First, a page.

The Jagdpanzer 38(t) equipped the Panzerjägerabteilungen (tank destroyer battalions) of German infantry divisions. Independent once more after World War II, Czechoslovakia continued to build the type (about 180 ST-I and ST-III vehicles for training) and exported 158 G-13 vehicles to Switzerland.
In World War II there were a number of other variants. The Befehlswagen 38(t) was a command type with improved radio, about 50 new vehicles were completed to the Flammpanzer 38 standard with a flame gun in place of the standard gun, 30 vehicles were built with a 150-mm (5.92-in) sIG 33/2 infantry support howitzer, and 170 vehicles were built to the Bergepanzer 38(t) standard as light recovery vehicles. Plans were made to build a number of other variants, including an assault gun version carrying the 105-mm (4.13-in) StuH 42 howitzer, a version mounting the 75-mm (2.95-in) KwK 42 L/70 gun of the Panther tank, and an anti-aircraft variant with a Flak turret.
Like some other German self-propelled guns later in World War II, the Jagdpanzer 38(t) mounted a remotely controlled machine gun mounting which could be fired from within the vehicle. This proved popular with crews, though reloading required a member of the crew to expose himself to enemy fire. In overall terms the Jagdpanzer 38(t) was very successful, but it did have a number of limitations: these included comparatively thin side armour, limited ammunition stowage, indifferent gun traverse arc, poor internal layout that made operating the vehicle difficult, and the combination of leaf springs and drive wheels that tended to fail as a result of having to carry a weight greater than had been intended.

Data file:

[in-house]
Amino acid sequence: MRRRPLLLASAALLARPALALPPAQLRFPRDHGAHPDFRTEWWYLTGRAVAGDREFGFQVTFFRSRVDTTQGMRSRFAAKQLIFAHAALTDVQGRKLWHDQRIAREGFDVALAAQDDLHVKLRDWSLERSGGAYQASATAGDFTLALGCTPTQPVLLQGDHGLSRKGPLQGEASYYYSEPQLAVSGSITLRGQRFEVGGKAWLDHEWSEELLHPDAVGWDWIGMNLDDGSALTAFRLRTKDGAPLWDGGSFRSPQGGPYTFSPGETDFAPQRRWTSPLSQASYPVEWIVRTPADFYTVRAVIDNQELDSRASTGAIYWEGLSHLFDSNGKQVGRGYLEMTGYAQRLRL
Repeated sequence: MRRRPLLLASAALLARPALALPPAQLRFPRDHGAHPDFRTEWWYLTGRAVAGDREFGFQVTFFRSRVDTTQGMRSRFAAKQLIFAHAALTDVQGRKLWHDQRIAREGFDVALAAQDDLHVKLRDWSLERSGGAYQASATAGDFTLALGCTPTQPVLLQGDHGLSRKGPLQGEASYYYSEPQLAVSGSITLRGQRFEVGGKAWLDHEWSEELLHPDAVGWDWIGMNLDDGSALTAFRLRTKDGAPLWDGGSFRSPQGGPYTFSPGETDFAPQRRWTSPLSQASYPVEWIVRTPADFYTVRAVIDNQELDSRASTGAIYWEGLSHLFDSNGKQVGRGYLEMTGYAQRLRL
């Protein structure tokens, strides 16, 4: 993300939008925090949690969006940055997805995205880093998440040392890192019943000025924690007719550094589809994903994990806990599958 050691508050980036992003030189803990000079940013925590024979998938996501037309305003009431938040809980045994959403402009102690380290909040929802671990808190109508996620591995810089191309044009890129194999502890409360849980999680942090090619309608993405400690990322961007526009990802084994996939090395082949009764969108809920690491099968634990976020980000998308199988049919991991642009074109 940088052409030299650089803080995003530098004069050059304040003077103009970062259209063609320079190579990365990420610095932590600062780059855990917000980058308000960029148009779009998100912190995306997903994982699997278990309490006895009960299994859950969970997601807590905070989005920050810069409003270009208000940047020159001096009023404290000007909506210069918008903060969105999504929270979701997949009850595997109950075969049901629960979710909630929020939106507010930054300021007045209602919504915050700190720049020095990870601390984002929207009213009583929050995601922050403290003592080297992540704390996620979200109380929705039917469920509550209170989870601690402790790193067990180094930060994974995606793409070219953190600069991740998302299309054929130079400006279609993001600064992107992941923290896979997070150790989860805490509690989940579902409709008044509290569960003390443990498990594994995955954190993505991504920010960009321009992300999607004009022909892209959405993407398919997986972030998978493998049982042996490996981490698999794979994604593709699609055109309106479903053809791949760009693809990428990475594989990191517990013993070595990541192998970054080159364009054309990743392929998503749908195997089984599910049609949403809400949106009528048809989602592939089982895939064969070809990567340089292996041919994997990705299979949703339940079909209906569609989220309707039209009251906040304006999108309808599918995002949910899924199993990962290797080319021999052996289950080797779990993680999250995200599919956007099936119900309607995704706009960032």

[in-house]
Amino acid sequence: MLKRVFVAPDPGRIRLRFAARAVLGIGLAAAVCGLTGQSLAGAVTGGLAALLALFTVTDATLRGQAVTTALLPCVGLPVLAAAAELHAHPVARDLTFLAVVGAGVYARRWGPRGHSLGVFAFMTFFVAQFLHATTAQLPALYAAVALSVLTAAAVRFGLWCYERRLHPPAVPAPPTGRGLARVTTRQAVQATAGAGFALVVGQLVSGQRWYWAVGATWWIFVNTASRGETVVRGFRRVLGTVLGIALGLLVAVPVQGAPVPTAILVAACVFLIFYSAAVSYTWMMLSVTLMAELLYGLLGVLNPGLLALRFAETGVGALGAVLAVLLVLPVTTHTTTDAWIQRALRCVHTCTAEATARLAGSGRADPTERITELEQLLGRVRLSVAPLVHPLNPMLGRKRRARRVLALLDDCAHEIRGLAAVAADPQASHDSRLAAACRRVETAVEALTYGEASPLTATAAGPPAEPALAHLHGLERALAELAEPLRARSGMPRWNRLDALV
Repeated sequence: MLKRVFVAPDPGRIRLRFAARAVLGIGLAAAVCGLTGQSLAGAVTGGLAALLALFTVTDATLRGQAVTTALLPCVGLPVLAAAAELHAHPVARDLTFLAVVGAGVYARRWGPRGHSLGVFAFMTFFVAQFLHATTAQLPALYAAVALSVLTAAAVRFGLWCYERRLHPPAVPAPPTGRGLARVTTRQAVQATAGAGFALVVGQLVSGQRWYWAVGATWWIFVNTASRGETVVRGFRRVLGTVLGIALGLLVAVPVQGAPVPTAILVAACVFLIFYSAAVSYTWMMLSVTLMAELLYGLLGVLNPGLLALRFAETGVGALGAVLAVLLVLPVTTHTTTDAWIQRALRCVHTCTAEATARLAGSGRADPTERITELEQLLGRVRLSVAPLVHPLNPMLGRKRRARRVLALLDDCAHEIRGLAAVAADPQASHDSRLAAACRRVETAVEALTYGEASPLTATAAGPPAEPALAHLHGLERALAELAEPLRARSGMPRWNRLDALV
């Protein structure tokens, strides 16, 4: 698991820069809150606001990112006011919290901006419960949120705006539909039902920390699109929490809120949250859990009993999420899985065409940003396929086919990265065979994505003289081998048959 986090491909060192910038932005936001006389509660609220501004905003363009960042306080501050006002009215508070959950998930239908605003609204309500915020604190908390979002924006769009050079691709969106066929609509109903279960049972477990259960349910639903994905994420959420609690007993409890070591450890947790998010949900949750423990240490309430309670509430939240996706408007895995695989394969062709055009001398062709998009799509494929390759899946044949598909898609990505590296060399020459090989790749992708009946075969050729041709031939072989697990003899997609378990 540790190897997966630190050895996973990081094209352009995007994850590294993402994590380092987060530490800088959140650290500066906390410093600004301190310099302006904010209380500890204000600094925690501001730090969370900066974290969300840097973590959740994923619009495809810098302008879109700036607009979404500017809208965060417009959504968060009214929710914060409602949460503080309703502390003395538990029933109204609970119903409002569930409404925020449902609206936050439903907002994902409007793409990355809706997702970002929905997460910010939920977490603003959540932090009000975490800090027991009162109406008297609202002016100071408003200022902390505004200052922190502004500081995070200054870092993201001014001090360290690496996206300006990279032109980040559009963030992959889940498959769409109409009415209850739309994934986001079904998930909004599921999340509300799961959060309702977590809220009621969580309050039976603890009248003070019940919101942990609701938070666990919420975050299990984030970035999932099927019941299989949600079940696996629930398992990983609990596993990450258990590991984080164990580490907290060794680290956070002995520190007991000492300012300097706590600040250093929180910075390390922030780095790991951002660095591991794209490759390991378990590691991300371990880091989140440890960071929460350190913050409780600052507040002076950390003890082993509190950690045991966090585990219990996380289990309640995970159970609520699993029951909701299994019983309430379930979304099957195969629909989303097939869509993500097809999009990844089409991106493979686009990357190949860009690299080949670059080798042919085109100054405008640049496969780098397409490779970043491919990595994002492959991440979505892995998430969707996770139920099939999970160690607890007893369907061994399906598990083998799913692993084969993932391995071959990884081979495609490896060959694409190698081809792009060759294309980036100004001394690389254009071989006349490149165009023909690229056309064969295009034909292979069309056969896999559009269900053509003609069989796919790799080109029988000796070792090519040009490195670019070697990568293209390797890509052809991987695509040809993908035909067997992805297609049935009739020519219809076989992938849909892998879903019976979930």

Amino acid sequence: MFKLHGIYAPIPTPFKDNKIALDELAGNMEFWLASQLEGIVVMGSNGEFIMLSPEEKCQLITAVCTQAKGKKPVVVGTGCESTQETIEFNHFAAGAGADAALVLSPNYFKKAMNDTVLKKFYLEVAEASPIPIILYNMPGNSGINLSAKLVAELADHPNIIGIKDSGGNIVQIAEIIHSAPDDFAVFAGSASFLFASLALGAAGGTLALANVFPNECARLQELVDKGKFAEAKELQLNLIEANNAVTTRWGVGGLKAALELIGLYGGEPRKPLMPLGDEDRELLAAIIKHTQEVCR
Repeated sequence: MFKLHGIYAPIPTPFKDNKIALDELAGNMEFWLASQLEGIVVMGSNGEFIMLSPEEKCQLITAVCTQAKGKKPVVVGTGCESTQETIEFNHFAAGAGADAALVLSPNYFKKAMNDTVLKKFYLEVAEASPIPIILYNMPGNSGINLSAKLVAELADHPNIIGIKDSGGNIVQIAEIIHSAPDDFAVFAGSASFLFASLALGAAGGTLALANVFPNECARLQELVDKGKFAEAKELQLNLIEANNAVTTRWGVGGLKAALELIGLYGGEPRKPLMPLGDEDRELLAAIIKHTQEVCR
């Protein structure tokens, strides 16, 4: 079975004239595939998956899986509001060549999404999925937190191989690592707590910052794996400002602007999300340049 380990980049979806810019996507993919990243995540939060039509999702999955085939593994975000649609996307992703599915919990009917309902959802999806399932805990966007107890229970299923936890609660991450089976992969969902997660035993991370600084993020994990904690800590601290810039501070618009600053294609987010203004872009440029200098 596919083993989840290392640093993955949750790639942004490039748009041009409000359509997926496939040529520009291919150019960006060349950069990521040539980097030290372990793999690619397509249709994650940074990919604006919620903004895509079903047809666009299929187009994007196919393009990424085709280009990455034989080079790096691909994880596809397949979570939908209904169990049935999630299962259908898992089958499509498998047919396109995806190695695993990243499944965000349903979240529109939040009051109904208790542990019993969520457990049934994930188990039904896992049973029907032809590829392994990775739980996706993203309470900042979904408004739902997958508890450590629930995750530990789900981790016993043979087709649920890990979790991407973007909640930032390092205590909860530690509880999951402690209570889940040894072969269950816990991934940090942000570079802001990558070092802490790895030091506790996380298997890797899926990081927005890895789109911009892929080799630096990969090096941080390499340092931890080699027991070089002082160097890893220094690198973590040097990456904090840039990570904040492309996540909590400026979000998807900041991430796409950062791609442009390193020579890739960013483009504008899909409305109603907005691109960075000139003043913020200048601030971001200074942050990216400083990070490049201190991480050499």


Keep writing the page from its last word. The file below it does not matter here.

Jagdpanzer 38(t) ‘Hetzer’
Type: light tank destroyer
Weight: 15750 kg (34,722 lb)
Dimensions: length 6.38 m (20 ft 11 in) overall and 5.10 m (15 ft 7 in) for the hull; width 2.63 m (8 ft 8 in); height 2.17 m (7 ft 1 in); ground clearance 0.40 m (16 in)
Armour: 8 to 60 mm (0.31 to 2.36 in)
Armament: one 75-mm (2.95-in) PaK 39 L/48 guns with 41 rounds, and one 7.92-mm (0.3-in) MG 34 or MG 34 local-defence machine gun with 1,200 rounds
Powerplant: one Praga AC/2 water-cooled six-cylinder petrol engine developing 158 hp (118 kW) transmitted to the forward drove wheels by a Praga-Wilson Type CV gearbox with five forward and one reverse speeds
Fuel capacity: 320 litres (70.4 Imp gal; 85 US gal)
Performance: road speed 42 km/h (26 mph; cross-country speed 14 km/h (9 mph); road range 177 km (110 miles); cross-country range 130 km (81 miles); fording 1.0 m (3 ft 3 in); vertical obstacle 0.7 m (25 in); trench crossing 1.4 m (4 ft 3 in); gradient 25°; ground pressure 1.13 kg/cm² (16 lb/sq in)
Crew: driver, commander, gunner and loader
[First photo by Krueger Horst]